Kingmakers: How Power in England Was Won and Lost on the Welsh Frontier by Timothy Venning
|Kingmakers: How Power in England Was Won and Lost on the Welsh Frontier by Timothy Venning|
|Reviewer: John Van der Kiste|
|Summary: Between the Norman conquest and the Tudor period, Britain often seemed to be on the verge of civil war. The Anglo-Welsh borders were a perpetual source of trouble, kept at bay only by the Marcher lords appointed by the King of England to guard the Welsh Marches. Packed with facts, but by and large a rather dry chronicle of events, more for the specialist or student than the general reader.|
|Buy? Maybe||Borrow? Yes|
|Pages: 336||Date: January 2017|
Between the Norman conquest and the Tudor period, Britain often seemed to be on the verge of civil war. The Anglo-Welsh borders were a perpetual source of trouble, kept at bay only by the Marcher lords appointed by the King of England to guard the Welsh Marches.
Venning has explored an interesting facet of medieval history in this book. He traces the story from the development of the system under the reign of Edward the Confessor, who first appointed Norman knights and built castles to prevent Welsh leaders from raiding or even retaking border regions from England, up to the end of the Yorkist era. Although there is no explanation as such, it appears that the advent of a Welsh King, namely Henry VII, put an end to the issue.
Some of the Marcher lords were as powerful as their sovereign, if not more so. Simon de Montfort, who was a rival to King Henry III and his son, later Edward I, was a case in point and a formidable threat to the crown until his death on the field of battle at Evesham in 1265. Early in the next century Roger de Mortimer, who challenged Edward II and allegedly became the lover of Queen Isabella, made the swift journey from royal favourite and all-powerful regent to the gallows under Edward III. King Stephen, whose reign in an earlier age had been dominated by civil war, and King Richard II, who rarely had any peace from his discontented nobles, likewise suffered from overmighty and sometimes treacherous subjects, the latter paying with his life. Uneasy lay the head that wore a crown indeed.
It ends with a narrative of the fifteenth-century political instability that culminated in the conflict between the Lancastrians and the Yorkists, the Wars of the Roses. Various miscalculations by the Kings cost them dearly. This however seems to me where the basic premise of the book becomes slightly muddled, as the various rise and fall of both sides has less to do with the disputes on the Welsh border than with the baronial disputes between those who were closest to the court of the hapless Henry VI.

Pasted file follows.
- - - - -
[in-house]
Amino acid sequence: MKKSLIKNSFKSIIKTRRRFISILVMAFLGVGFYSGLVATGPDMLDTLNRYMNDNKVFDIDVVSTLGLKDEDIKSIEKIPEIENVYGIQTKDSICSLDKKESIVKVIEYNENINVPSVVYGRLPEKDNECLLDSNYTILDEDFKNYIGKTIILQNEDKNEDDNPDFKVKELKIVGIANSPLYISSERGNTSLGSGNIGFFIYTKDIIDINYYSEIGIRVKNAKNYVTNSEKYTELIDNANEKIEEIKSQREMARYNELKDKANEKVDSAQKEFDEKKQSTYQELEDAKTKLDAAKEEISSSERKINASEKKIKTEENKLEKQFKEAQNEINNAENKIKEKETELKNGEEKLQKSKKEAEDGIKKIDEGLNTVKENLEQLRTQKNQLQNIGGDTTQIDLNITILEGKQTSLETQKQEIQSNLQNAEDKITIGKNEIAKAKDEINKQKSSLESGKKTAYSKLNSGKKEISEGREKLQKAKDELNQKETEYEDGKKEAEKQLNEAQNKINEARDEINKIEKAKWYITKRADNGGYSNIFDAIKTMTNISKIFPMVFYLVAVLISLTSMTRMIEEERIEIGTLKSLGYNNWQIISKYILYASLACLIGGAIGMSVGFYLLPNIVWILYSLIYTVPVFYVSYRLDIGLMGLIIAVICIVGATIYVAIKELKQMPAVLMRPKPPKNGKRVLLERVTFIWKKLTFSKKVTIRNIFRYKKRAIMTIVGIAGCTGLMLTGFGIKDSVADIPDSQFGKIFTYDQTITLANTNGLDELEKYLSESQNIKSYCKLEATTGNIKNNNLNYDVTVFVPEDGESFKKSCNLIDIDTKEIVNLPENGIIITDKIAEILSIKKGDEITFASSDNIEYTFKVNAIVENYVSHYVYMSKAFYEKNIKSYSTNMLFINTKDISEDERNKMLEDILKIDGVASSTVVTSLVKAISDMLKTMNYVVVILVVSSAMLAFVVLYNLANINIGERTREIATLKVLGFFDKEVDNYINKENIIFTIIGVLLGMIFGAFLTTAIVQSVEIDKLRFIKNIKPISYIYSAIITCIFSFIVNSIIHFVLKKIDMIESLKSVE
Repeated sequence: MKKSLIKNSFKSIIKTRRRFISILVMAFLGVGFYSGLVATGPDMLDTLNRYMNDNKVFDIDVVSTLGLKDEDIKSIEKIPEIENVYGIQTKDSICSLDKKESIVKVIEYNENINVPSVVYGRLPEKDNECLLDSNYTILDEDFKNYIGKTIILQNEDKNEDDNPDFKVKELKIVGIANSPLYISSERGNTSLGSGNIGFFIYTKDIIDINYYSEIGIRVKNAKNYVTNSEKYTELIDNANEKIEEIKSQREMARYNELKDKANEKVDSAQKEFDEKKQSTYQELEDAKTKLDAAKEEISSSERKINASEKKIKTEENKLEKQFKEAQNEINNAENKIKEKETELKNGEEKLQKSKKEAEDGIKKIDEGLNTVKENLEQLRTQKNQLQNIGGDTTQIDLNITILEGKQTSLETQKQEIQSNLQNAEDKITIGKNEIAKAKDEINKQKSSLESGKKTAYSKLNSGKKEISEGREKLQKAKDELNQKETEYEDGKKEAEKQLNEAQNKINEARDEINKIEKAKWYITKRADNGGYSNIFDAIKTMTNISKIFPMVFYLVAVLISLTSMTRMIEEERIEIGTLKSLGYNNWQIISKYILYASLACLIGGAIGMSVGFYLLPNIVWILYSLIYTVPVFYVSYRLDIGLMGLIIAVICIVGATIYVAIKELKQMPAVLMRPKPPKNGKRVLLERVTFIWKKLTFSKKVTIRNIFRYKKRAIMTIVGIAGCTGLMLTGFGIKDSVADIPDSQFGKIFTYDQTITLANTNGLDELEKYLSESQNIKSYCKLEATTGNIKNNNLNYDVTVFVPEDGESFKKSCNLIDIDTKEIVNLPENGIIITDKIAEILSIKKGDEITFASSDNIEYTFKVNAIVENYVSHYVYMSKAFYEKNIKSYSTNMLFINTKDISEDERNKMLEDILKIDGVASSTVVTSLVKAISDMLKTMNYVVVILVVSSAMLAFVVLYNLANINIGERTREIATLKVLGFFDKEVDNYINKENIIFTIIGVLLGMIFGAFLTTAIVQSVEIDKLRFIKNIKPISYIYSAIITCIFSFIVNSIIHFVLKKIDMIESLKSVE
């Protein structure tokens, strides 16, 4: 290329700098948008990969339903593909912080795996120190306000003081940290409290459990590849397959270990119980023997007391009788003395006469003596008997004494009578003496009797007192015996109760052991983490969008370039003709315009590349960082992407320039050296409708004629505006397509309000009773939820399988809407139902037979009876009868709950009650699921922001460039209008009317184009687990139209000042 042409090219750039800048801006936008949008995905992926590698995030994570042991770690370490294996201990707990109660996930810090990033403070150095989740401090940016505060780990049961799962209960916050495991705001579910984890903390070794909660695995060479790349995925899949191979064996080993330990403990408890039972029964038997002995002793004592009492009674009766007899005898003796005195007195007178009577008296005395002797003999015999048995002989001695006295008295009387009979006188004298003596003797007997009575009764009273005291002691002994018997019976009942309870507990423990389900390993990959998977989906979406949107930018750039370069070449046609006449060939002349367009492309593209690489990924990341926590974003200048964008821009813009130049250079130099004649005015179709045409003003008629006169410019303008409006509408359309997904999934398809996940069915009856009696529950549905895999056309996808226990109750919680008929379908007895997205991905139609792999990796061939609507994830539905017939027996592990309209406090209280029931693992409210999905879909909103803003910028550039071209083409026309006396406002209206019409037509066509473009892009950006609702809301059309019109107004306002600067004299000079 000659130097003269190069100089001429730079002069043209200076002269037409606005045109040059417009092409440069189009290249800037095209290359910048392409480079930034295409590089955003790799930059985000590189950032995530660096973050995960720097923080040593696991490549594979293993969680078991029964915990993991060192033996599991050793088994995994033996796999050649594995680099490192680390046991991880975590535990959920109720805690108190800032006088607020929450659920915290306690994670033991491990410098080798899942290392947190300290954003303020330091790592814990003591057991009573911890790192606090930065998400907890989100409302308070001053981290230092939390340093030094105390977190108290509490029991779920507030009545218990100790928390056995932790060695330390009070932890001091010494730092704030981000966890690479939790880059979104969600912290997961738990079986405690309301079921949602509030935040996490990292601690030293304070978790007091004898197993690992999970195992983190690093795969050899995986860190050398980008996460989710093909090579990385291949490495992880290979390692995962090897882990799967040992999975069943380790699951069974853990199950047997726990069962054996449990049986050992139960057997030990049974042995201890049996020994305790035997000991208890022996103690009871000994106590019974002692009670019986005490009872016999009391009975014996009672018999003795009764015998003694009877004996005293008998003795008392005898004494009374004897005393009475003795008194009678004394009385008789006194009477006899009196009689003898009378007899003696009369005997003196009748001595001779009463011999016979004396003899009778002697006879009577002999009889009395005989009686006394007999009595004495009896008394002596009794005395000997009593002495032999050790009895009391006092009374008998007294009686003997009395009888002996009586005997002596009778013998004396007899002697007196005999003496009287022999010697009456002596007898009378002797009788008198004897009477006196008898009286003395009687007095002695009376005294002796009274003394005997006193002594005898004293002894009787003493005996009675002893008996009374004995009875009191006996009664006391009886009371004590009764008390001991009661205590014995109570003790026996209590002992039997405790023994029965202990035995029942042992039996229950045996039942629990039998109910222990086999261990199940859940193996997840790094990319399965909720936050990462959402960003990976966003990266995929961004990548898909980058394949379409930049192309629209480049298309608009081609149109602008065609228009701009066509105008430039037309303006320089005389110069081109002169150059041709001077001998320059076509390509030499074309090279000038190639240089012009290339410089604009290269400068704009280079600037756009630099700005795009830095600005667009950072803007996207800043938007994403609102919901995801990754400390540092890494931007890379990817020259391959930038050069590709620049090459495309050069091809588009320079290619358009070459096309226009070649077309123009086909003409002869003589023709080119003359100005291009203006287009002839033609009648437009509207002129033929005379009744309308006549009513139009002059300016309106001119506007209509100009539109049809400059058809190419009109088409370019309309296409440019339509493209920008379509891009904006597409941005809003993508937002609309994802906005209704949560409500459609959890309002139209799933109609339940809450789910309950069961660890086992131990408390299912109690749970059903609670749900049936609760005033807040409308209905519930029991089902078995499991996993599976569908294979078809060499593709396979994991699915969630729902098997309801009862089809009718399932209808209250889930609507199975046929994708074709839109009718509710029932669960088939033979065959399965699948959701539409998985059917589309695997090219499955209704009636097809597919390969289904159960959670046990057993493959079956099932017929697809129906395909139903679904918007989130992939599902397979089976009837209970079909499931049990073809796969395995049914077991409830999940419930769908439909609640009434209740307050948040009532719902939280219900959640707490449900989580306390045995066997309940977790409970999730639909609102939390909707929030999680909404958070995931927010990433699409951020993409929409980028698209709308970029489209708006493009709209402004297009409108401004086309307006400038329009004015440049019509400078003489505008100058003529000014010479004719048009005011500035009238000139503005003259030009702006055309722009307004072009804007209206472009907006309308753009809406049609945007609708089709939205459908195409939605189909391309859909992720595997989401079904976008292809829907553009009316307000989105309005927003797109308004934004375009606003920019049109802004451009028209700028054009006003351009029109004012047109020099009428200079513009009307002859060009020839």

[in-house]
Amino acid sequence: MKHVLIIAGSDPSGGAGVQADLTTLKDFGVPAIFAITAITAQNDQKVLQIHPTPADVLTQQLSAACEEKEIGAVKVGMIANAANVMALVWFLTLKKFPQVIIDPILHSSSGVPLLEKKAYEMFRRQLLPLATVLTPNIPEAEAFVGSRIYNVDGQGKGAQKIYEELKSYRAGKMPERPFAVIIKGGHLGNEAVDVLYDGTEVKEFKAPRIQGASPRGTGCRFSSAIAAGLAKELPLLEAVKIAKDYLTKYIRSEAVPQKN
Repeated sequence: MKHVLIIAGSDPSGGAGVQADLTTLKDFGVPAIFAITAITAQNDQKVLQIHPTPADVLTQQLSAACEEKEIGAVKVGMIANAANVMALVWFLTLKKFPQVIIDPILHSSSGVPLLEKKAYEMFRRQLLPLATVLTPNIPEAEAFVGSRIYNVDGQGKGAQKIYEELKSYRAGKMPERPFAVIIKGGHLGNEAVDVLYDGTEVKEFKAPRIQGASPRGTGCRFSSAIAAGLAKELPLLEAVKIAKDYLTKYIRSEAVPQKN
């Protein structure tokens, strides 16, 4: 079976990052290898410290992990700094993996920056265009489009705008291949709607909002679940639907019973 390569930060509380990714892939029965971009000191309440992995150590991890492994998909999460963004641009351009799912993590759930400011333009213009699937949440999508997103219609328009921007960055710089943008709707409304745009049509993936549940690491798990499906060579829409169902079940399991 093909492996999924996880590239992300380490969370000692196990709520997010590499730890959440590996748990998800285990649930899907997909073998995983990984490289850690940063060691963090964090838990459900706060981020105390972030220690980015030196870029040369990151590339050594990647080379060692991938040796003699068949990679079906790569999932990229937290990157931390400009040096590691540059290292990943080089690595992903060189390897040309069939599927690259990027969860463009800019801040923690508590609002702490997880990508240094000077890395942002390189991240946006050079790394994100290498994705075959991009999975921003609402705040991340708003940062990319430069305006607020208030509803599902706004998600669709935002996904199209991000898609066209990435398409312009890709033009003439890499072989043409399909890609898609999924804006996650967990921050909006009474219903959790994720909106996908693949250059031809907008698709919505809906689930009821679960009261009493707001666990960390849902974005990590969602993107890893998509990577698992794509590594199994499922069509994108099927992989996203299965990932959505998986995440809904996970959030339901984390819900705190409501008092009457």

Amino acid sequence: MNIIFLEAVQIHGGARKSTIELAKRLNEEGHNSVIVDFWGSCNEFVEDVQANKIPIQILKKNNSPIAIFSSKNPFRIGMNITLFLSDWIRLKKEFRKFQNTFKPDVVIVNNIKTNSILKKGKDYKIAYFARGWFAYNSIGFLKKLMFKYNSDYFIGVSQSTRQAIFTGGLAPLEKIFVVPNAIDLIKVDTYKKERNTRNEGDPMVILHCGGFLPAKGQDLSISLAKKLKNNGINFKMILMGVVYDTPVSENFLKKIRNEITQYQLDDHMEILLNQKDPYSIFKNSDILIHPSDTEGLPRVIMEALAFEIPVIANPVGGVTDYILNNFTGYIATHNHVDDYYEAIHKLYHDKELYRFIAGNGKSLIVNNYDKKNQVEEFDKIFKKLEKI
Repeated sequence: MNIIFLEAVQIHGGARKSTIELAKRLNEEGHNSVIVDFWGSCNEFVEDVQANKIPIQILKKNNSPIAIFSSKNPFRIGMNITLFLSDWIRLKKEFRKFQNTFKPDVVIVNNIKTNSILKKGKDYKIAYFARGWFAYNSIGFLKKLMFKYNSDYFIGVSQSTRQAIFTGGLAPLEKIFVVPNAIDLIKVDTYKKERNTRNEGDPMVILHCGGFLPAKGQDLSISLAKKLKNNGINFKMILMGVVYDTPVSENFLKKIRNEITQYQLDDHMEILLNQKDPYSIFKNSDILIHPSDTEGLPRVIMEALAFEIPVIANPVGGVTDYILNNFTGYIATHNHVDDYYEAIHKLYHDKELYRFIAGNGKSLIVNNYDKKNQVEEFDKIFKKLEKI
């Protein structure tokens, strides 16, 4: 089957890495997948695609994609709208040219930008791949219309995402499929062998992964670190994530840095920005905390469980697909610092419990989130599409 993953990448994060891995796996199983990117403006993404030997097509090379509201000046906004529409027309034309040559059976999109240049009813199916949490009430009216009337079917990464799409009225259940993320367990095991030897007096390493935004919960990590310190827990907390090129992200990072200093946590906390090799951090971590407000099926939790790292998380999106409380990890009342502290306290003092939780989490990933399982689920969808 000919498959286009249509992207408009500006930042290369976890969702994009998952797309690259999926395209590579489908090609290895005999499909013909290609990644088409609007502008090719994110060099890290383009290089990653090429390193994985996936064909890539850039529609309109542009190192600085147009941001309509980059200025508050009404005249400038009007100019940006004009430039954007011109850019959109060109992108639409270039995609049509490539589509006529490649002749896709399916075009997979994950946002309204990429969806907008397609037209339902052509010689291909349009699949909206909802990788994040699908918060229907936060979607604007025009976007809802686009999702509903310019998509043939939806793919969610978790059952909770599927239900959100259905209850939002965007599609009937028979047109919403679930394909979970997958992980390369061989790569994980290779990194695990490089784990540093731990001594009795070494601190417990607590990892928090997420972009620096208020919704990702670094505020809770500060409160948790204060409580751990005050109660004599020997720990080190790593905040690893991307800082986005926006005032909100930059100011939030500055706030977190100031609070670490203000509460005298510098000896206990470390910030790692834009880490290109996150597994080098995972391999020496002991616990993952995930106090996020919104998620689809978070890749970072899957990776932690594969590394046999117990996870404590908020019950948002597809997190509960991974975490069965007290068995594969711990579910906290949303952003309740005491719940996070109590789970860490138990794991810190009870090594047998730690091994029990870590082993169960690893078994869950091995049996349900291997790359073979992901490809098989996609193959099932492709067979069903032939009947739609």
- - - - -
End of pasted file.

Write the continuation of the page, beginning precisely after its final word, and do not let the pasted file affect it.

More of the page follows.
All things considered, I am in two minds about this book. The author has marshalled his facts very impressively, but the result is on the whole a rather events-heavy tale, wrapped in very dry prose; 'this happened, then this happened afterwards', 'A defeated B, B defeated C' and so on. At the same time, most of the paragraphs stretch over two pages or more. It does tend to detract from the readability of the book, of what is a very solid piece of research, more for the history specialist or student than the general reader. Mention must however be made of an excellent selection of colour plates, mostly of present-day views of the castles involved.
For more reading on the period, The Time Traveller's Guide to Medieval England: A Handbook for Visitors to the Fourteenth Century by Ian Mortimer is recommended as a look at 'living history', while Warriors and Kings: The 1500-Year Battle for Celtic Britain by Martin Wall looks in detail at some of the military leaders of the period.
You can read more book reviews or buy Kingmakers: How Power in England Was Won and Lost on the Welsh Frontier by Timothy Venning at Amazon.co.uk.
You can read more book reviews or buy Kingmakers: How Power in England Was Won and Lost on the Welsh Frontier by Timothy Venning at Amazon.com.
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